Hong Kong Financial Secretary States His Administration Will Strengthen Its AML And CTF Policies Reg
Paul Chan, the Financial Secretary of Hong Kong, stated that his administration will strengthen its Anti-Money Laundering (AML) and Counter-Terrorist Financing (CTF) policies regarding cryptocurrencies.
Hong Kong and Abu Dhabi Change Crypto Regulations to Align With FATF 👉 #CoinTelegraph #CryptocoinFactory #Bitcoin https://t.co/X5VHXUblUj — CryptocoinFactory (@cryptofactory) February 27, 2020
On February 26, it has been reported in his recent budget speech that he indicated the amendments will address recommendations made by the global financial watchdog, the Financial Action Task Force (FATF).
However, the FATF assessed that Hong Kong was “largely compliant” with its AML/CTF guidelines following a September 2019 evaluation. The assessment saw Hong Kong become the first jurisdiction in the Asia-Pacific region to pass the FATF’s appraisal.
The proposed changes to Hong Kong ’s AML and CTF policies have been put forward as part of the government’s 2020–21 budgets and will be passed into law after a period of public consultation.
Likewise, Chan indicated that the amendments will predominantly affect cryptocurrency exchanges and remittance service providers by adding that “detailed proposals” will be published later this year.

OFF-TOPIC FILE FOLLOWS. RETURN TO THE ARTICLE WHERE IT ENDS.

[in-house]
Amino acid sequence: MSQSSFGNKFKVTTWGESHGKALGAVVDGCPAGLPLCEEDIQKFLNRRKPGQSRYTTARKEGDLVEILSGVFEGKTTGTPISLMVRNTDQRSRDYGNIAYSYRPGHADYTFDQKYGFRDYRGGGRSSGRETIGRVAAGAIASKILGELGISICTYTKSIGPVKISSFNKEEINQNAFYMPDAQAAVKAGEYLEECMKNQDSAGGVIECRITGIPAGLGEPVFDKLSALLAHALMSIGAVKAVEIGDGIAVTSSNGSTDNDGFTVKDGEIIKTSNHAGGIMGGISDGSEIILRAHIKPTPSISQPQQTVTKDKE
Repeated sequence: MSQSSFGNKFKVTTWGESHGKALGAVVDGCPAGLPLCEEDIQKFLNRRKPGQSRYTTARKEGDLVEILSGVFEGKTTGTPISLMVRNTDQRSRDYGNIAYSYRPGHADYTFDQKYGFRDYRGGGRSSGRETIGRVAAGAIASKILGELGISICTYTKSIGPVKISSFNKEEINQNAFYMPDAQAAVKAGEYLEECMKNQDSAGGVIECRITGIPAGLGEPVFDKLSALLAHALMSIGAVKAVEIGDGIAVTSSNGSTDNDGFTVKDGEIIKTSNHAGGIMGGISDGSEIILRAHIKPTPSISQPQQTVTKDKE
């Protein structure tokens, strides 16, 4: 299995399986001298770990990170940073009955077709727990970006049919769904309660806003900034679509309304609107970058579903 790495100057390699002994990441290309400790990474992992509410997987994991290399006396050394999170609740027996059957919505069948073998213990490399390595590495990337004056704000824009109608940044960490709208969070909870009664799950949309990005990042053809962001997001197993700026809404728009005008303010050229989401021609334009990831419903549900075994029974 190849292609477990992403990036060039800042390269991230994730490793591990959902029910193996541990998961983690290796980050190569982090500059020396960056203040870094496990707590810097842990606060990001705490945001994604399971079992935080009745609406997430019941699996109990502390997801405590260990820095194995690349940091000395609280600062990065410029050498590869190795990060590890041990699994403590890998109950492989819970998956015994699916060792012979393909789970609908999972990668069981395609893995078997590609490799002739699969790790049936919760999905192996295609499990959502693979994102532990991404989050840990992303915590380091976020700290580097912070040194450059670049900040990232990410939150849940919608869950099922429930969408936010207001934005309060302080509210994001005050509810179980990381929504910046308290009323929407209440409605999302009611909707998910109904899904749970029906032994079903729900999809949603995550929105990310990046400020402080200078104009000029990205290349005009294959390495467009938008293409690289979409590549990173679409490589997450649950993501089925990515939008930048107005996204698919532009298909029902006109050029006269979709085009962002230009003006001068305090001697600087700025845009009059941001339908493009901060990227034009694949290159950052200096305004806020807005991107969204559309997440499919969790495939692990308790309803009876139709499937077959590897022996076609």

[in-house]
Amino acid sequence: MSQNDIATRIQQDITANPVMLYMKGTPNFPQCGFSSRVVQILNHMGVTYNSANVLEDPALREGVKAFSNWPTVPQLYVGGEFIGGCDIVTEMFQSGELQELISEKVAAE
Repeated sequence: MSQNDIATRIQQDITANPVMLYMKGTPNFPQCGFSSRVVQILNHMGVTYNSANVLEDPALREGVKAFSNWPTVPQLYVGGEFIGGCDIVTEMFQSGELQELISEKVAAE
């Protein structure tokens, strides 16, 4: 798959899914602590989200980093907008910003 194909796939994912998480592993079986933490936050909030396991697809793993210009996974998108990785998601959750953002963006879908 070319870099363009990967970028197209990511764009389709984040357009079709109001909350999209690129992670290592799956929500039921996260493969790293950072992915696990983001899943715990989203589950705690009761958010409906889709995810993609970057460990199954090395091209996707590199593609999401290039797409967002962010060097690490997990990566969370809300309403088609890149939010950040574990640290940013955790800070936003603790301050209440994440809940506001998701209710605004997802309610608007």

It has been analyzed that dealers in precious metals, stones, and jewelry will also be brought under the new AML/CTF framework.
On February 24, the Financial Services Regulatory Authority, one of three regulators overseeing the Abu Dhabi Global Market (ADGM), announced amendments to its crypto regulations. The changes include changing the term “crypto-asset” to “virtual asset” to align with FATF vocabulary.
Also, the ADGM will expand its regulatory category of “Operating a Crypto Asset Business” to address other regulated activities that relate to crypto businesses including custody services, operating a trading facility and dealing in investments.
Thus, Abu Dhabi and Hong Kong comprise the latest jurisdictions to update their crypto regulations in response to recent FAFT directives, following South Korea, Singapore, and Switzerland.